Search results

1 – 3 of 3
Article
Publication date: 6 November 2018

Nor Farah Hanis Zainun, Johanim Johari and Zurina Adnan

The objective of this study is twofold. First, it examines the relationship between stressor factors (i.e. role overload, role conflict, role ambiguity, interpersonal conflict and…

Abstract

Purpose

The objective of this study is twofold. First, it examines the relationship between stressor factors (i.e. role overload, role conflict, role ambiguity, interpersonal conflict and organizational constraints) and commitment to change. Second, it investigates the moderating effect of internal communication in the hypothesized link.

Design/methodology/approach

A total of 225 administrative staff in the public higher education institutions located in the Northern Region of Peninsular Malaysia participated in the study. Structural equation modelling was used to test the hypotheses.

Findings

Role overload, role ambiguity and organizational constraints pose a substantial influence on commitment to change. Internal communication is a significant moderator in the association between role ambiguity and commitment to change.

Research limitations/implications

This study contributes to the Social Exchange Theory by assessing stressor factors as the predictors of commitment to change. Future studies can further extend the model by examining other variables related to stressor factors and extending the nomological networks of these factors in relation to commitment to organizational change.

Practical implications

This study makes explicit the need for management in public higher education institutions to consider stressor factors, particularly role overload, role ambiguity and organizational constraints, which affect the commitment to change. Furthermore, the aspect of internal communication in public higher education institutions deserves further attention by the management in alleviating role ambiguity and boosting commitment to change among the administrative staff.

Originality/value

The study is one of the pioneers to demonstrate that the presence of internal communication as a moderating factor in assessing the influence of stressors on commitment to change among administrative staff in public higher education institutions. Further, little empirical evidence on commitment to change in terms of normative, affective, and continuance in the setting of Malaysian public higher education institution is available in the literature.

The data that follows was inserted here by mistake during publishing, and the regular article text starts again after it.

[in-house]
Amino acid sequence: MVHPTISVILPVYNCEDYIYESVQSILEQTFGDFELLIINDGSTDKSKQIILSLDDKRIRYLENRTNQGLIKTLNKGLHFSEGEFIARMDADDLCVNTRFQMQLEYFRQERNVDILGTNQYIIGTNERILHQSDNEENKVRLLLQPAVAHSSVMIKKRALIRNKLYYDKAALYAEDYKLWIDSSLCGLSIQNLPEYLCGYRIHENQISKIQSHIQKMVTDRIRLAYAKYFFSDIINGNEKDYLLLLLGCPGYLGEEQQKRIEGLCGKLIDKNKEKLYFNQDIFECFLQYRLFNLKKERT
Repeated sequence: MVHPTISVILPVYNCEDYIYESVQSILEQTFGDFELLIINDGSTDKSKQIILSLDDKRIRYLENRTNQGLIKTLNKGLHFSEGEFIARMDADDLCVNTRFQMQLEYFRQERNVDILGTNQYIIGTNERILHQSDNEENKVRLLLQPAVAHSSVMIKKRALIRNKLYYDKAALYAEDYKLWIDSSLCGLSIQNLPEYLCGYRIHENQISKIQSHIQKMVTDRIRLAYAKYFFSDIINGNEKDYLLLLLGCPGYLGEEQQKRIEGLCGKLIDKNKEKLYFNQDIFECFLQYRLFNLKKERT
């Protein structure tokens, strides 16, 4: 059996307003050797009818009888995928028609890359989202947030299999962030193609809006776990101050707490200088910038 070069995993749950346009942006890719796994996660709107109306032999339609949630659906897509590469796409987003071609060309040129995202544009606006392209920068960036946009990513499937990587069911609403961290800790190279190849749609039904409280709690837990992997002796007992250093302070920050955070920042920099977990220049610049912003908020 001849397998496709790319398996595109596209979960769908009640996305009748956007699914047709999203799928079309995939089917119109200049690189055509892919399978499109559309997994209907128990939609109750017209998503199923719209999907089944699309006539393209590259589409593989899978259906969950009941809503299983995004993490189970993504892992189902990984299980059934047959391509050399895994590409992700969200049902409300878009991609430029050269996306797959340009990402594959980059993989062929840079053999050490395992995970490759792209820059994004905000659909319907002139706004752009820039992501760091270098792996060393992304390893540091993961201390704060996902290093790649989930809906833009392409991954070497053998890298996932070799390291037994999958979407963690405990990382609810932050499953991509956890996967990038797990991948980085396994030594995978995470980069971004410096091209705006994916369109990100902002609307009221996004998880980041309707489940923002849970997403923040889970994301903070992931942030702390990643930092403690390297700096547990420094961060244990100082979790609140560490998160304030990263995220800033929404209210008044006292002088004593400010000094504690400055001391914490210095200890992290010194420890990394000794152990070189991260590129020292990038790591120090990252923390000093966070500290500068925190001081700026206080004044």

Details

On the Horizon, vol. 26 no. 4
Type: Research Article
ISSN: 1074-8121

Keywords

Article
Publication date: 25 July 2022

Johanim Johari, Faridahwati Mohd Shamsudin, Nor Farah Hanis Zainun, Tan Fee Yean and Khulida Kirana Yahya

The present study investigates the predicting role of institutional leadership competencies (namely, achieving goals and outcomes, leadership and leading change, and integrity and…

1117

Abstract

Purpose

The present study investigates the predicting role of institutional leadership competencies (namely, achieving goals and outcomes, leadership and leading change, and integrity and justice) in influencing job performance. It also seeks to examine whether proactive personality moderates the purported relationship.

Design/methodology/approach

Data were collected from 103 institutional leaders in various higher education institutions in Malaysia. Partial least squares structural equation modeling (PLS-SEM) technique via Smart PLS 2.0 was used to analyze the data and test the hypotheses.

Findings